Citrix Synergy 2015 wraps up in Orlando today, and the announcements and sentiment at Synergy make it clear that Citrix is repositioning itself as the market leader for application and desktop virtualization. No way, no how is Citrix going to accept status quo in the virtualization space.
Earlier this year, Citrix announced plans to discontinue its VDI-in-a-Box product. VDI-in-a-Box was targeted toward the small and medium business (SMB) market as a simple, all-in-one solution focused exclusively on virtual desktops. This discontinuation has left a gaping hole in the Citrix product stack. Numerous vendors sense blood in the waters and are attacking this market with full strength.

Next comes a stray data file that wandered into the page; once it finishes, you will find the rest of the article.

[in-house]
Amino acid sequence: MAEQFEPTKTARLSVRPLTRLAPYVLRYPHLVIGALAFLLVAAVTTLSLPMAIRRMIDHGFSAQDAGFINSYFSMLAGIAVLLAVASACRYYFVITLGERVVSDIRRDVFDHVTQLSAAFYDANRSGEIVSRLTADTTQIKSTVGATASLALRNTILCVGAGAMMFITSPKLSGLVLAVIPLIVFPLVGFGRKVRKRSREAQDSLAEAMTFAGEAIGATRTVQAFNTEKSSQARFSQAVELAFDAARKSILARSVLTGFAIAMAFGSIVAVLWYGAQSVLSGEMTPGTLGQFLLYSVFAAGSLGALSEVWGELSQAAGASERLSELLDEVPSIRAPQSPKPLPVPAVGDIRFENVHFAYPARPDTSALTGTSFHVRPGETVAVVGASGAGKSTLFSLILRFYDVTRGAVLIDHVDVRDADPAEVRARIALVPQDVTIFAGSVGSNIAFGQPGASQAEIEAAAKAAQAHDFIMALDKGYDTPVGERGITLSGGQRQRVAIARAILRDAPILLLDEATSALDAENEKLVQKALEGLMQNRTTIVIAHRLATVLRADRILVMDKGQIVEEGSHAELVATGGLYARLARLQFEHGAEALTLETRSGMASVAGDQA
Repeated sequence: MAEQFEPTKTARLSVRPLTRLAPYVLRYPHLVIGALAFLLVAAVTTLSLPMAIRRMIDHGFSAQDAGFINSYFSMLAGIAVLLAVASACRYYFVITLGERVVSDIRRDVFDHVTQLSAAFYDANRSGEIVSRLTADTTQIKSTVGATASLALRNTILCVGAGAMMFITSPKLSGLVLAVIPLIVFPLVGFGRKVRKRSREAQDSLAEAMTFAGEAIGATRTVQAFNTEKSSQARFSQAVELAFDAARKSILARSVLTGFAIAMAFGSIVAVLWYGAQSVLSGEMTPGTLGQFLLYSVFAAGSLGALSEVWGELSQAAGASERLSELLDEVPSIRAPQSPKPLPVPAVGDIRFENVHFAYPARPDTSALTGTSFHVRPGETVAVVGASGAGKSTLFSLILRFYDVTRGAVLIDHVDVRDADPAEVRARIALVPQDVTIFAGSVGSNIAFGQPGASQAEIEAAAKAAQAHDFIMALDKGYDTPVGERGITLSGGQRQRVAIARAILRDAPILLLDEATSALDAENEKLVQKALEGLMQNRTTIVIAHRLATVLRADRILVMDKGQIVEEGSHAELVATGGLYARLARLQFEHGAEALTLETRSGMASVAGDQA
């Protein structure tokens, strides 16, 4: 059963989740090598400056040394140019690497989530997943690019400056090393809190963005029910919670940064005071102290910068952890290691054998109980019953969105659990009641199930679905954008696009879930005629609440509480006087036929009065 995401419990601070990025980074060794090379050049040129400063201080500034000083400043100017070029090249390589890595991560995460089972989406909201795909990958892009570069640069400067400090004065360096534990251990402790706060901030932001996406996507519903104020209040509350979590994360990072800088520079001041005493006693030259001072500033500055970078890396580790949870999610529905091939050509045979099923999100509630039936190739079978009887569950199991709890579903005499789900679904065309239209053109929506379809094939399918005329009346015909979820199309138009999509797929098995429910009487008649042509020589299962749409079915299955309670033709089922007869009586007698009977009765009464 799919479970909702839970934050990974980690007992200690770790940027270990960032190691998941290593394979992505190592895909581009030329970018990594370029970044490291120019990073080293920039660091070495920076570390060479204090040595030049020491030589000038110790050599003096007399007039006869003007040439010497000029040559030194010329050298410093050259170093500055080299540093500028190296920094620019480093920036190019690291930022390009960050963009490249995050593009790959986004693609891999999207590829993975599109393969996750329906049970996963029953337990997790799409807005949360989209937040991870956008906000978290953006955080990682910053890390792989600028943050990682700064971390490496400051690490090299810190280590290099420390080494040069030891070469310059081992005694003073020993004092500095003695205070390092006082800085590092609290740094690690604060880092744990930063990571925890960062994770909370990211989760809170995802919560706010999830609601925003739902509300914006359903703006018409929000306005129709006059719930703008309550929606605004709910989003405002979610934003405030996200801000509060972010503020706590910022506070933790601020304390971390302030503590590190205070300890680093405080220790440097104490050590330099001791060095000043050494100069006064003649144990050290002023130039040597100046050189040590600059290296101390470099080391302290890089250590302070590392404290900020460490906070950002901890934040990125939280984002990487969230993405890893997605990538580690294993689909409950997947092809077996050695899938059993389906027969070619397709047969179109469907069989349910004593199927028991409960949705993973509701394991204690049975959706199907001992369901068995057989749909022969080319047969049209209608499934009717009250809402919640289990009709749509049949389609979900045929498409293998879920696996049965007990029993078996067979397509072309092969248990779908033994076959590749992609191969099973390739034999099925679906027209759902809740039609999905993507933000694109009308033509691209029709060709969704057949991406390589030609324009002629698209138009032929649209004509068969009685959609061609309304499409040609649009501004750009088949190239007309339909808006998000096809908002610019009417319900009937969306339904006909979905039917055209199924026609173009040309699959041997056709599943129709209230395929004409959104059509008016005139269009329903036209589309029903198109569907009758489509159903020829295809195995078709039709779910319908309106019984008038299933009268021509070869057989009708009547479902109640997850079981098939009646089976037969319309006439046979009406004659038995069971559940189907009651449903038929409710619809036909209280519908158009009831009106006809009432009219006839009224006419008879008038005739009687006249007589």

At a recent Windows User Group meeting, I was astounded to hear the speaker talk about the Internet of Things in conjunction with Windows 10. When I asked him if that meant my fridge would reboot every Patch Tuesday, he laughed it off. But I wasn’t joking. Far from it. Is Microsoft still going down the route of “one OS to rule them all”? More importantly, if it is, then is there any sense in adopting this approach?
What is the significance of July 14, 2015? It is the end of extended support date for Windows Server 2003. This date is approaching faster than many administrators care to acknowledge, and the reality is that Windows Server 2003 just won’t be a viable operating system for production environments after that date.
Citrix recently released XenApp/XenDesktop 7.6 Feature Pack 1, and one of the release’s key items is a new Platinum-only feature, Session Recording. Session Recording is akin to the old SmartAuditor, which records mouse and keyboard activities within user sessions.